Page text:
When it comes to displaying images on your web portal powered by ADX studio, ADX recommends the use of attachment notes as a storage for images. This approach comes with a lot of benefits since it allows the storage of images with various sizes and aspect ratios. The disadvantage of this approach is that it’s rather cumbersome in CRM directly. It provides a rather detached experience when assigning images to entities that in one way or the other will be used as visual assets on the portal.
You are here
When you start development in Salesforce using Apex classes you might struggle at first with building dynamic SOQL queries, specifically when it comes to comparing non-string values - in this example, dates. To start, we have a statement like this which will query active "Resources" objects:
List<Resource__c> resources = Database.query('Select Id, Name FROM Resource__c WHERE Status__c = \'Active\'');
While it is commonly suggested that IExecutionContext.Depth should be used to prevent infinite loops in your plugins, IExecutionContext.SharedVariables can give you finer control over what your plugins are doing, in certain cases. Even better, Shared Variables provide a way to pass values from one plugin to another, as long as they’re in the same sequence of steps for a particular message.
ADX Studio provides a powerful way to display CRM forms and orchestrate multi-step web flows on the web. A web flow step can be configured to display a particular CRM form on the CRM level. Unfortunately, this happens on the CRM level of the ADX portal configuration, which hardcodes a certain form to a step.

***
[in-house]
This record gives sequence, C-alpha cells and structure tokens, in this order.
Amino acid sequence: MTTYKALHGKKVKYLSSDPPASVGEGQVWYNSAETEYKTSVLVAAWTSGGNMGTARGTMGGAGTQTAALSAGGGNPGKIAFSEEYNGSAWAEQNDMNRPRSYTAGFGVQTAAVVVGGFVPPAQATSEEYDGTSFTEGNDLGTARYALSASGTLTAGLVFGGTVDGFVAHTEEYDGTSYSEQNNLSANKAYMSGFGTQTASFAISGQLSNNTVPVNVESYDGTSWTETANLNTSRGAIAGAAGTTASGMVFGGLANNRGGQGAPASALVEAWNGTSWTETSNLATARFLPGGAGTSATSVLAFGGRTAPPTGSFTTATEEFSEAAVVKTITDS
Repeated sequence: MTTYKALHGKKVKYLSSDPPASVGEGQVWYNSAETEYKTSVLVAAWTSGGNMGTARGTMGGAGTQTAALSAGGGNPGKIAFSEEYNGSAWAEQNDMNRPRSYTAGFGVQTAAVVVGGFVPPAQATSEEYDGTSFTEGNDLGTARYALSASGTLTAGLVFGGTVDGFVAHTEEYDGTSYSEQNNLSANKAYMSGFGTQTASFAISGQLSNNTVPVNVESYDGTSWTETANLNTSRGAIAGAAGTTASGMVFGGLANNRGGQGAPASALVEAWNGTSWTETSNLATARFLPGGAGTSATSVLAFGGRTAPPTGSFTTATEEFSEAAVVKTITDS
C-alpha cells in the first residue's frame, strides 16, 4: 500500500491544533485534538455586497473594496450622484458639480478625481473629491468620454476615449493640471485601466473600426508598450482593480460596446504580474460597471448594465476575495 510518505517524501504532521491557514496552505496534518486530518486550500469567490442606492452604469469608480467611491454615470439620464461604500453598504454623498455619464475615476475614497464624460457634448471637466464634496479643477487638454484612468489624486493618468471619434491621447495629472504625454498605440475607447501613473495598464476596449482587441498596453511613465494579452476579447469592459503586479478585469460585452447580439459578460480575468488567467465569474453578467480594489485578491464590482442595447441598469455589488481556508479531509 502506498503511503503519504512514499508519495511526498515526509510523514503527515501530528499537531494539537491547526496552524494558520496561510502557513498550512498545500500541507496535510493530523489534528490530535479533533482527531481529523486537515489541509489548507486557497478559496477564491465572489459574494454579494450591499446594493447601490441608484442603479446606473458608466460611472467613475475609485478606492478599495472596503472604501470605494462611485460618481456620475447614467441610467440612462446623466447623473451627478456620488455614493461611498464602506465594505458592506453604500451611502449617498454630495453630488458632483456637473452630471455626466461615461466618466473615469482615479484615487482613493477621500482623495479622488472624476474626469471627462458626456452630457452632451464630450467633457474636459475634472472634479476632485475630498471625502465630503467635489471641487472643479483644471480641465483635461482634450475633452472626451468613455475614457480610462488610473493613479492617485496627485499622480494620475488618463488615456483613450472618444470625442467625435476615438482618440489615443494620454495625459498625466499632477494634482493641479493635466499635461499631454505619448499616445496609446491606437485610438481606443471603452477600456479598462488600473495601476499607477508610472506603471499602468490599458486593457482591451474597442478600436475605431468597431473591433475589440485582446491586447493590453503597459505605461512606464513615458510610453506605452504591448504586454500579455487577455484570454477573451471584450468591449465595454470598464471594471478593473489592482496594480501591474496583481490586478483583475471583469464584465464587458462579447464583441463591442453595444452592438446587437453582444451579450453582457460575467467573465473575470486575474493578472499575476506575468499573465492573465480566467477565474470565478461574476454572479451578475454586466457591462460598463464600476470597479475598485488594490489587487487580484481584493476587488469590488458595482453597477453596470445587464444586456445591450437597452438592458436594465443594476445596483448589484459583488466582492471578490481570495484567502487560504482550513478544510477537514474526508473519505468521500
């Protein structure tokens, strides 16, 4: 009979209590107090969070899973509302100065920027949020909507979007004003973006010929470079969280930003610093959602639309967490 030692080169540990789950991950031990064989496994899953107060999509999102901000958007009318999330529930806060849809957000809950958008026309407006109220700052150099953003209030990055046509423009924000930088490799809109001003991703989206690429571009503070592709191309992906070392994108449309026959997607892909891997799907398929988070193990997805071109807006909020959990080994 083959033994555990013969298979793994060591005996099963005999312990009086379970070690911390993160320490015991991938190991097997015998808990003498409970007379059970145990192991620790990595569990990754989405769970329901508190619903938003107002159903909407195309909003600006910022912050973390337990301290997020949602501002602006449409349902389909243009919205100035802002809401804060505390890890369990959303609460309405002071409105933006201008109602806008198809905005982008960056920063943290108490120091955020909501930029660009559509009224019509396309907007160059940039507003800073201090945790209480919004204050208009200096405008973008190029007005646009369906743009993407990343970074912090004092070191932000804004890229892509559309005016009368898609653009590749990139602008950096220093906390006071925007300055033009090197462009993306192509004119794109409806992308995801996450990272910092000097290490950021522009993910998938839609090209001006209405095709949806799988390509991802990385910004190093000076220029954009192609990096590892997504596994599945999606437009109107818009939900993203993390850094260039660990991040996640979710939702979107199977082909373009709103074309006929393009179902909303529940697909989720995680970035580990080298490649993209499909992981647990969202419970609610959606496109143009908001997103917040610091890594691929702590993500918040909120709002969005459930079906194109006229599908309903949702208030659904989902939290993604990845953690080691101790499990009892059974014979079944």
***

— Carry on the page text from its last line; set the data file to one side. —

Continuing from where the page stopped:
AngularJS makes the rendering of an HTML select element quite simple, especially for dynamic options that can be retrieved via a backend service. The directive that AngularJS uses for select elements defined the ng-required attribute that is available for input elements and an ng-options attribute that can be used to generate option elements from arrays and objects, see Listing 1 below.
We recently had a need to be able to retrieve picklist values from the Salesforce case entity for use in another web application that was built using .NET. There are several ways we could have accomplished this. The first would have been to manually add the items to the other application (either hard coded or stored in a database). The problem with that approach is keeping the values in sync becomes troublesome. Do you have someone manually updating items as they change? You could, but what if they forget to update the external application?
After two long months of waiting, the latest CRM 2015 on-premise update has arrived. Originally scheduled to be released in September 2015, this update was delayed without any word on why or when it could be expected. However, on November 5th, Microsoft quietly announced it here: Update 0.2 for Microsoft Dynamics CRM 2015.
Data migration tasks often require us to move records that are dependent on each other or linked with foreign keys. Since those connections are mostly modeled with the primary keys of those entities, we are forced to migrate those records in a particular order. We need to get the IDs of the entities in the new system, first, before we can use those keys to link them with their dependent entities. A common example would be the migration of accounts, including their associated contacts. We first move the accounts over to the new system.
As a technical consultant, you see the various CRM systems up close & personal as well as learn where one system excels relative to the others. In general, one is not necessarily better than other; it often comes down to a customer’s unique set of requirements.